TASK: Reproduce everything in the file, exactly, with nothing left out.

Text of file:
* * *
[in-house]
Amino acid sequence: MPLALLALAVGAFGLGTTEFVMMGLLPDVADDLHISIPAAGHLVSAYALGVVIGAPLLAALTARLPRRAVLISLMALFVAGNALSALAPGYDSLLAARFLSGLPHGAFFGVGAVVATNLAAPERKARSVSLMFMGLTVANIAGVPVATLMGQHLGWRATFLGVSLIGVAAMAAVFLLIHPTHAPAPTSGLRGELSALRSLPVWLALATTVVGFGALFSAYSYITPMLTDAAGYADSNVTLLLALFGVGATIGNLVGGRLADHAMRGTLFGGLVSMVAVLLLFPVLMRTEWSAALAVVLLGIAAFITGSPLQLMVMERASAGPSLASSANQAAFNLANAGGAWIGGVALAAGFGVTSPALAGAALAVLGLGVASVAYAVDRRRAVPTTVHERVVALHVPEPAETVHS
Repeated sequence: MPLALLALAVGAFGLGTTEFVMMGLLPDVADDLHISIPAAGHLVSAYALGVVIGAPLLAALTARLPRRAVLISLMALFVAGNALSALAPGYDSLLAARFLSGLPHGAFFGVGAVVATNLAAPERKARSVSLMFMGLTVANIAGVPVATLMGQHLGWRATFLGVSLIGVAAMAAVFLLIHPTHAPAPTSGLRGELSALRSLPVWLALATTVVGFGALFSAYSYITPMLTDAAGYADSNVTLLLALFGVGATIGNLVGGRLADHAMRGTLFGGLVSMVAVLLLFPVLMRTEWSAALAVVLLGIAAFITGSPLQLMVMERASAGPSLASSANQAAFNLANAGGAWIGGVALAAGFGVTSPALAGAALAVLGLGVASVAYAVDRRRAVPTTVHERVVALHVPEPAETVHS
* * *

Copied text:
[in-house]
Amino acid sequence: MPLALLALAVGAFGLGTTEFVMMGLLPDVADDLHISIPAAGHLVSAYALGVVIGAPLLAALTARLPRRAVLISLMALFVAGNALSALAPGYDSLLAARFLSGLPHGAFFGVGAVVATNLAAPERKARSVSLMFMGLTVANIAGVPVATLMGQHLGWRATFLGVSLIGVAAMAAVFLLIHPTHAPAPTSGLRGELSALRSLPVWLALATTVVGFGALFSAYSYITPMLTDAAGYADSNVTLLLALFGVGATIGNLVGGRLADHAMRGTLFGGLVSMVAVLLLFPVLMRTEWSAALAVVLLGIAAFITGSPLQLMVMERASAGPSLASSANQAAFNLANAGGAWIGGVALAAGFGVTSPALAGAALAVLGLGVASVAYAVDRRRAVPTTVHERVVALHVPEPAETVHS
Repeated sequence: MPLALLALAVGAFGLGTTEFVMMGLLPDVADDLHISIPAAGHLVSAYALGVVIGAPLLAALTARLPRRAVLISLMALFVAGNALSALAPGYDSLLAARFLSGLPHGAFFGVGAVVATNLAAPERKARSVSLMFMGLTVANIAGVPVATLMGQHLGWRATFLGVSLIGVAAMAAVFLLIHPTHAPAPTSGLRGELSALRSLPVWLALATTVVGFGALFSAYSYITPMLTDAAGYADSNVTLLLALFGVGATIGNLVGGRLADHAMRGTLFGGLVSMVAVLLLFPVLMRTEWSAALAVVLLGIAAFITGSPLQLMVMERASAGPSLASSANQAAFNLANAGGAWIGGVALAAGFGVTSPALAGAALAVLGLGVASVAYAVDRRRAVPTTVHERVVALHVPEPAETVHS